As a further update to this, Tim Peierls has now resigned from the JCP EC:


The last straw for me was Oracle's failure to address the ambiguous licensing terms in JSRs 336 and 337 (the Java SE7/8 umbrella JSRs) before the EC had to vote on them. At first I abstained, but I was so dismayed by Oracle's silence that I changed my vote to No, joining the Apache Software Foundation and Google.

So developers should do what then? by Brian Edwards

I'm pretty comfortable with some other languages but the Java platform is where I feel at home. If Oracle makes it annoying for businesses to use JVM technologies because of licensing contracts then are they not killing off Java jobs?
This seems to contradict Oracle's, I presume, long term goal of having more people use Java.
All the legalities confuse me so any insight people have to share is appreicated.

Re: So developers should do what then? by Brian Edwards

This comment is what I was thinking:

tembrel.blogspot.com/2010/12/resigned-from-ec.h...

Maybe I should step up my Python skills...

Re: So developers should do what then? by Ryan Slobojan

I'm pretty comfortable with some other languages but the Java platform is where I feel at home. If Oracle makes it annoying for businesses to use JVM technologies because of licensing contracts then are they not killing off Java jobs?
This seems to contradict Oracle's, I presume, long term goal of having more people use Java.
All the legalities confuse me so any insight people have to share is appreicated.


I think there may be a general misconception around this - from where I sit, Oracle's fundamental motivation has always been profit (which in theory is the motivation for all companies - they are there to make money), however Oracle's perspective seems to be more focused upon profit in the shorter term rather than in the longer term (whereas those who tend to foster and grow open source communities are more focused on the longer term).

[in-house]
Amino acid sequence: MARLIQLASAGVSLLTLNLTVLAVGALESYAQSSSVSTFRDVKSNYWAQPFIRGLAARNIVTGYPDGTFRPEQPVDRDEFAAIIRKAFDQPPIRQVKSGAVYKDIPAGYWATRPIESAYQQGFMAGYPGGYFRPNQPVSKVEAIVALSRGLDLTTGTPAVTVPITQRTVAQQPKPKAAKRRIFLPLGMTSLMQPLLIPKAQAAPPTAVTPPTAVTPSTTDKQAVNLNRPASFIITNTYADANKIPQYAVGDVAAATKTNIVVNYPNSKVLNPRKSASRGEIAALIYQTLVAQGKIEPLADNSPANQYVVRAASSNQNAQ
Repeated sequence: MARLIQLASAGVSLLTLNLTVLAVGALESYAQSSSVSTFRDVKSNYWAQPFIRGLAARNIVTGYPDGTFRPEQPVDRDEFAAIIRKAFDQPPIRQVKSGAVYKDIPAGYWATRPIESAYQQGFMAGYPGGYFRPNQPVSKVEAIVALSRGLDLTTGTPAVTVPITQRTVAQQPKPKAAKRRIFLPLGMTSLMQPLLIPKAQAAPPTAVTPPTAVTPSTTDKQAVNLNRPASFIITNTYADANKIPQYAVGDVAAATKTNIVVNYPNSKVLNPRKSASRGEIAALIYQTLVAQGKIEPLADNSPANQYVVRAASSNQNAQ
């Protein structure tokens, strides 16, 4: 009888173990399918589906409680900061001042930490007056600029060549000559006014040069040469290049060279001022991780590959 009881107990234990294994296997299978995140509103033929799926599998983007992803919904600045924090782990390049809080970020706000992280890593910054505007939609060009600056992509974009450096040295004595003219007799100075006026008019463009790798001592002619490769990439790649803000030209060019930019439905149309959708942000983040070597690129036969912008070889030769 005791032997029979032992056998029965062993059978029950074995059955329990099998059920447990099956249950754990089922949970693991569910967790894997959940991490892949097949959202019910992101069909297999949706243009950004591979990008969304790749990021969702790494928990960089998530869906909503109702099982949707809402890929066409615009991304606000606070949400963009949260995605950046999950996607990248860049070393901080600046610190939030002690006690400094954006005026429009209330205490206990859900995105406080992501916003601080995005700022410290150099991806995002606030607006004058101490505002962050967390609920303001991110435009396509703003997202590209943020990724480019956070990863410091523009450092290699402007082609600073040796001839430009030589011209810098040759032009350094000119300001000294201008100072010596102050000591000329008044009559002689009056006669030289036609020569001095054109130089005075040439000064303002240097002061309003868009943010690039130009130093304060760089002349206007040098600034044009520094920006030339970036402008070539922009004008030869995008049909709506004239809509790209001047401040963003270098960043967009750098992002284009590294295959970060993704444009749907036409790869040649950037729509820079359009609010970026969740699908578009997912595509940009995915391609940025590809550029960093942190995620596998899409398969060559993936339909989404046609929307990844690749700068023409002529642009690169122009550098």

I don't know if having more people use Java by keeping things open and free is the best way to maximize Oracle's profit from this Java thing which they acquired from Sun - there may be much more profit to be had by raising prices and slowly choking off the Java ecosystem. It may mean that there will only be 5 years of life left in Java, but if Oracle turned around tomorrow and started charging everyone $5k per 2 CPU cores/1 server to deploy the JVM in production environments (and removed the classpath exception on OpenJDK's GPL license, which as I understand it would force anyone writing code to the OpenJDK to GPL their own code unless they bought an Oracle license), what reasonable options would people have? Can you simply dump all of your Java code tomorrow and go somewhere else?

It's entirely possible that the widespread perception that Oracle wants to foster and grow the Java community is simply wrong, and isn't the path of greatest profit for Oracle. I admit that that's a very cynical view, and I don't know if it's correct, but it seems like it may be possible - I really hope I'm wrong.

Thanks,

Ryan Slobojan

Re: So developers should do what then? by Dave Nicolette

Ryan, I don't think your comment is cynical at all. It's just one way of trying to understand what's going on with Java and Oracle. I think it is a valid assessment.

IMHO Oracle's main competitors in the corporate market are Microsoft and IBM. I don't think they would consider the Open Source community a competitor. Market penetration of application platforms other than the JVM and the CLR is low.

By locking down Java, Oracle can create challenges for one of its key competitors, IBM. But the same move would strengthen the other key competitor, Microsoft. Managers who are choosing between the two might find the uncertainty surrounding Java to be a decision point in favor of Microsoft. Of course, most large organizations have both platforms in house, but they could emphasize one or the other in their future in-house development and choices of COTS packages.

I suspect these competitors are foremost in the minds of business planners at Oracle. The Open Source community will be affected by their decisions, but it is not the target of those decisions.

Interesting... by Dave Nicolette

...that several entities voted "Yes" while claiming in their comments that they support (in one case, "demand") open licensing standards. The way to express support (or a "demand") for open licensing standards is to vote "No." No other statement or action means "We support/demand open licensing standards." Period.